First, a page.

SPO3 San Jose brought the regulated drug recovered from the accused to the PC Crime Laboratory where after a qualitative examination the forensic chemist confirmed the substance found in the SM Shoemart bag and in the Kleenex box to be shabu and weighing 983.27 grams and 293.70 grams, respectively.

The accused refuted the charges. He tried to explain his presence at the Cardinal Santos Medical Center thus:  In the early evening of 8 November 1991 as he was preparing to have dinner with some friends in Greenhills, San Juan, he received a telephone call from his friend Johnny Sy asking if he could ride with him to Greenhills to visit a sick friend at the Cardinal Santos Medical Center.  Since he (accused) was able to borrow the car and the driver of his cousin Roman Ong, he acceded to Johnny.  He passed for him and his friend Anthony Co and brought them to the medical center.  Johnny and Anthony alighted in front of the lobby.  He proceeded to the parking lot with the driver and answered the call of nature.  Then he lit a stick of cigarette.  However some twenty (20) to thirty (30) minutes later, plainclothesmen with guns drawn, Johnny and Anthony in tow, suddenly appeared from nowhere and arrested him and Uy without informing them the reason for their arrest.  He together with Uy, Sy and Co was then brought to Camp Crame where he was mauled, detained and interrogated without the assistance of counsel.  His repeated requests to make a telephone call to his relatives and counsel were denied.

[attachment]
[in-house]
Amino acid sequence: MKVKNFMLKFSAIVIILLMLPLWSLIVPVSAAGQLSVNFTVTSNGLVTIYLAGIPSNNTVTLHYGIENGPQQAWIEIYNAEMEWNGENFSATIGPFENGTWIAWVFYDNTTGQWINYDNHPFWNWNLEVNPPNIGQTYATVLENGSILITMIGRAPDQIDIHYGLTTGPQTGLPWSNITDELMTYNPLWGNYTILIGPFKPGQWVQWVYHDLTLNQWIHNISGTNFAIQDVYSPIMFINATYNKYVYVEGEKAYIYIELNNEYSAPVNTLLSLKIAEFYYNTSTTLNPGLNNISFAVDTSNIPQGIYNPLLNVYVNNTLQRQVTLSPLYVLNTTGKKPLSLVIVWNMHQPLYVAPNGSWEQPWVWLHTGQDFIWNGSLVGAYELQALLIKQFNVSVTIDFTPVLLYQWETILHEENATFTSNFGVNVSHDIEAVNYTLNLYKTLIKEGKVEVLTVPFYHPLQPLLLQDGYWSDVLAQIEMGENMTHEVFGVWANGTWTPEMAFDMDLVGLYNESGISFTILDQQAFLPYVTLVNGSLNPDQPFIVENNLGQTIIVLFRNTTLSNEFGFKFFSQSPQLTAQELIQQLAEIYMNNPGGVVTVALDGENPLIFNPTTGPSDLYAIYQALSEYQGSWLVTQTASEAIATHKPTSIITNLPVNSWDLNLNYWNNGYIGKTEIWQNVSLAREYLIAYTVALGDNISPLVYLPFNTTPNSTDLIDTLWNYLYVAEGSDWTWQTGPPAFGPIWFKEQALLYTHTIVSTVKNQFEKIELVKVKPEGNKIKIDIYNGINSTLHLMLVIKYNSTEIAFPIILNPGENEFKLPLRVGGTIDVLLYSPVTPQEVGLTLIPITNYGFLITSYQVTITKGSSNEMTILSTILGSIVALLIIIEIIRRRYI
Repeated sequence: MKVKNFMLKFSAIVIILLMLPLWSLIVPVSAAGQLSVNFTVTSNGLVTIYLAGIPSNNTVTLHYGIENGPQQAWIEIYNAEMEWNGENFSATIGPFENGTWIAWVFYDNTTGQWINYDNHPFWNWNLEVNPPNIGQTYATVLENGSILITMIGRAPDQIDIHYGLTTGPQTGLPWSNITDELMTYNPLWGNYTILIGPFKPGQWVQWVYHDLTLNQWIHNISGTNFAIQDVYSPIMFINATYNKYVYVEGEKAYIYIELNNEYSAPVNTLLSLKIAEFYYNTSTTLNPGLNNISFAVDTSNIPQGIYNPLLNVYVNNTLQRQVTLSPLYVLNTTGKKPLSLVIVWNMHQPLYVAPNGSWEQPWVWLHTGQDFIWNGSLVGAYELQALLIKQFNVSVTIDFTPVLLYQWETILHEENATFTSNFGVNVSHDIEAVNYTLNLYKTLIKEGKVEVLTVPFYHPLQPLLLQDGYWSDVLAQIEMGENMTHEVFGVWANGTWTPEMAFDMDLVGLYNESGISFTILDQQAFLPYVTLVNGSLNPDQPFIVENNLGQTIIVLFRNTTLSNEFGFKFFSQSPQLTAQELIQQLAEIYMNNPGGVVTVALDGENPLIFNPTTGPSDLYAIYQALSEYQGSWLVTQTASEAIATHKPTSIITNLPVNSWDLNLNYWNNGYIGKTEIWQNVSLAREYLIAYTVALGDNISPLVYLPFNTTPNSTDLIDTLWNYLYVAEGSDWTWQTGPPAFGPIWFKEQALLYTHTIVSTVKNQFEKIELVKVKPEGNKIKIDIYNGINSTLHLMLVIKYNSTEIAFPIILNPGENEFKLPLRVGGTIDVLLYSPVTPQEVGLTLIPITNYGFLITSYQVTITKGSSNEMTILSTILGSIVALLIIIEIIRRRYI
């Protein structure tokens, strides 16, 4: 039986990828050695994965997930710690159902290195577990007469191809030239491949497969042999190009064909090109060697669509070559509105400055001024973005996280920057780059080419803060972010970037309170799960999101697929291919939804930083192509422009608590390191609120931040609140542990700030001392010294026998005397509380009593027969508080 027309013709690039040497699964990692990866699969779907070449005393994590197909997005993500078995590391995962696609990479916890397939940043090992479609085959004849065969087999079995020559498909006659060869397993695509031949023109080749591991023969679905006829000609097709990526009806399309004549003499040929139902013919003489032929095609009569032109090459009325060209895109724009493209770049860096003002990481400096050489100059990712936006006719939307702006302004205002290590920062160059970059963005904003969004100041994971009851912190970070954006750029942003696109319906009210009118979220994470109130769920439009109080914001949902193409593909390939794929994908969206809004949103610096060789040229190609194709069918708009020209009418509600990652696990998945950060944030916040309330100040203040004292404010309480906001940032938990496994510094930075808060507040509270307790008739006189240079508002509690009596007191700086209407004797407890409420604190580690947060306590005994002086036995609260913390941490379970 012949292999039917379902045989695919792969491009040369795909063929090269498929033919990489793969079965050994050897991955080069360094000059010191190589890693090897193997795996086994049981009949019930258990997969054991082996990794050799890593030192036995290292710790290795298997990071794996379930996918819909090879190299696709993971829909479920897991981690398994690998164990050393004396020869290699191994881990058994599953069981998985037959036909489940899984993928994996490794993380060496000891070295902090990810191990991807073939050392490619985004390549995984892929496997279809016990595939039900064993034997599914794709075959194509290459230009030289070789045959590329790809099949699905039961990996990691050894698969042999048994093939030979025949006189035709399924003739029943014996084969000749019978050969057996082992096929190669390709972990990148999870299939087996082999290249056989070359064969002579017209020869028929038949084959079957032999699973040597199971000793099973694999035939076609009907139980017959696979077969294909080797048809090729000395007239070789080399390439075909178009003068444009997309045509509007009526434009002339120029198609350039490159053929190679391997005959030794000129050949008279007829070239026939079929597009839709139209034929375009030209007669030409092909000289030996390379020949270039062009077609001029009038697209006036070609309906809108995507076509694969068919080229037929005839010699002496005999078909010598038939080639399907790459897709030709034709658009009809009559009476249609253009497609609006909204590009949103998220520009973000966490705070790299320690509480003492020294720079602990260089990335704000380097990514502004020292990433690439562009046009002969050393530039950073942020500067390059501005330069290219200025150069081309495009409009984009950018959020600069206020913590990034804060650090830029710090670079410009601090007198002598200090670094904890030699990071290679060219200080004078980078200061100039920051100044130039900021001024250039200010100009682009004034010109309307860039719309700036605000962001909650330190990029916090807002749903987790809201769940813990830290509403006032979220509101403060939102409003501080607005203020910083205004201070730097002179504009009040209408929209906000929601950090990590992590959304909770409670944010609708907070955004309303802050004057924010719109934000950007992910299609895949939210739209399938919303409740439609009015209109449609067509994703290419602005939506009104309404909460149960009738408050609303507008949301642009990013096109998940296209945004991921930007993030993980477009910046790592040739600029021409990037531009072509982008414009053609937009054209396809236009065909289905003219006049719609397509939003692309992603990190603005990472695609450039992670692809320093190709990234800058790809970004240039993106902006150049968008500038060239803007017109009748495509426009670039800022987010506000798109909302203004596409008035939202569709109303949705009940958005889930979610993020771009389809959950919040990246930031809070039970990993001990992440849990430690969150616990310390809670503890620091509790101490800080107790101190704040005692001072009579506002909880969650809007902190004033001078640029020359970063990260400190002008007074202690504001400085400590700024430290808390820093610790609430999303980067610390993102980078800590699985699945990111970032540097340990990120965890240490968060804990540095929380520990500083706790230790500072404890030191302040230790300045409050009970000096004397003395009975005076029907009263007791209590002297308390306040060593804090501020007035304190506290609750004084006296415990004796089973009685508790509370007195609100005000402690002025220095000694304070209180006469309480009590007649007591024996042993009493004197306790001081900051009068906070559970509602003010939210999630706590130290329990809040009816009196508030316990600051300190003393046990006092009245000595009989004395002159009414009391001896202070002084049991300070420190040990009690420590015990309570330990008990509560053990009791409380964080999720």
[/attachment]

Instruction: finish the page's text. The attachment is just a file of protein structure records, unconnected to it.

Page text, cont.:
Loreto Jacobe, the security guard on 12-hour duty at the hospital starting seven o'clock that evening, testified that from the time he took his post that night until he left there was no untoward incident at the hospital lobby or in its vicinity as reflected in the logbook.  His statements were corroborated by his supervisor Vicente Praga.  The accused concludes that if there was indeed an unusual incident at the lobby, e.g., sale of regulated drugs, then the security guards on duty would have noted it in their logbook.